Bajrang Punia hails from Khudan village in Haryana’s Jhajjar district and is a beacon of hope for Indian wrestling. He comes back from a very humble background, Punia didn’t have great financial standing and nor had the money take up sports such as cricket or badminton which requires expensive equipment. He like other children from his hometown. He started his training when he was only seven-year-old under the guidance of his father, Balwan Singh who was a wrestler himself. The 27-year-old started training in the akhara at 14-year-old and it is here he met Olympic medallist Yogeshwar Dutt, who has been Punia’s mentor and an also sparring partner. He is currently works as a travelling Ticket Examiner with Indian Railways.
Punia first time came to the limelight when he clinched a bronze medal at the Asian wrestling championships and world championships, both in the men’s freestyle 60kg category. He had a great year in 2014 where he won a silver medal at the Asian championships, the Commonwealth Games and the Asian Games. In order to train better Punia family shifted base to Sonipat in 2015 and Bajrang started practicing at the local Sports Authority of India (SAI) centre but a back injury side-lined his career by about nine months. Bajrang Punia won the gold medal at the Commonwealth Championships in 2016 and became Asian champion in 2017, both in the 65 kg.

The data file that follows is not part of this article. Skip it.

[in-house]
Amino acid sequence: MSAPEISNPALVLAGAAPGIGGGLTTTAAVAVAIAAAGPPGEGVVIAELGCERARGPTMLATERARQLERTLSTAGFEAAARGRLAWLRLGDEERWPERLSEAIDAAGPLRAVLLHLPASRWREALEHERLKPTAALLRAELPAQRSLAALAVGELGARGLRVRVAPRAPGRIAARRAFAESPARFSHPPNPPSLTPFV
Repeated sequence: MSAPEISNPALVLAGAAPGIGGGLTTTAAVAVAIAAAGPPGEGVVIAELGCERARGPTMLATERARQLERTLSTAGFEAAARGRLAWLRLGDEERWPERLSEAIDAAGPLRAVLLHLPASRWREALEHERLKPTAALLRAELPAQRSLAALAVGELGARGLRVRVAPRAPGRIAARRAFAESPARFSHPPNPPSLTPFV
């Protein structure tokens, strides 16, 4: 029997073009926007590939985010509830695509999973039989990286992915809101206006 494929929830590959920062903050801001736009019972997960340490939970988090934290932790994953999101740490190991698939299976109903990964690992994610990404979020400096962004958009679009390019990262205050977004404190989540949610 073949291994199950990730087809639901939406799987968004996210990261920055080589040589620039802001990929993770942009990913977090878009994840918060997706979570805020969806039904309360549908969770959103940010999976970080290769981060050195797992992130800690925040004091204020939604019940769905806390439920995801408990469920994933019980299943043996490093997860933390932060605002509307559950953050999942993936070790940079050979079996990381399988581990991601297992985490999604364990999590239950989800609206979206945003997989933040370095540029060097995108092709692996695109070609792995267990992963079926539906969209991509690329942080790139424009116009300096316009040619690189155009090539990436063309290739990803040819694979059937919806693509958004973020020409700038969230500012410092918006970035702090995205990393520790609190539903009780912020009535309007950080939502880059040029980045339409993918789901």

He even had a successful year in 2018 when he won gold medals at the Commonwealth Games and Asian Games as well as bronze at the Asian championships. It was a historic moment, as he became a silver medallist at the world championships and in doing so became the only Indian wrestler to win two world championship medals. Bajrang Punia went on to win his third world championship medal – a bronze – in 2019, which helped him to qualify for the Tokyo Olympics. Punia was also awarded the Rajiv Gandhi Khel Ratna award – India’s highest sporting honour – in 2019. Bajrang has been regarded as India’s strongest medal contenders at the Tokyo Olympics. He has been training with coach Shako Bendinitis, who has worked on improving his psyche, and also his breathing during bouts, the result is for all to see.
Bajrang rose to the occasion and put his strength to good use in the second period to pin Iran’s Morteza Cheka Ghiasi for a semi-final berth in the men’s free-style 65kg event which took him closer to an Olympic medal on debut. Bajrang was trailing in the bout even after being brutally crippled by Ghiasi’s defensive tactics, particularly the body-locks. But Bajrang got free out of that clutch, he locked the neck of Ghiasi and moved into a position from where he turned his rival, pushed him on the mat and held him with his immense strength to emerge victorious by fall. Today he faced Azerbaijan’s Haji Aliev for a place in the gold medal bout. Haji is three-time world champion and bronze-winner from the Rio Games.
Bajrang Punia’s perennial leg-defence came back to haunt him and he lost the men’s freestyle 65kg semi-final to three-time world champion Haji Aliev today. Now he will now fight for bronze medal at the Olympic Games.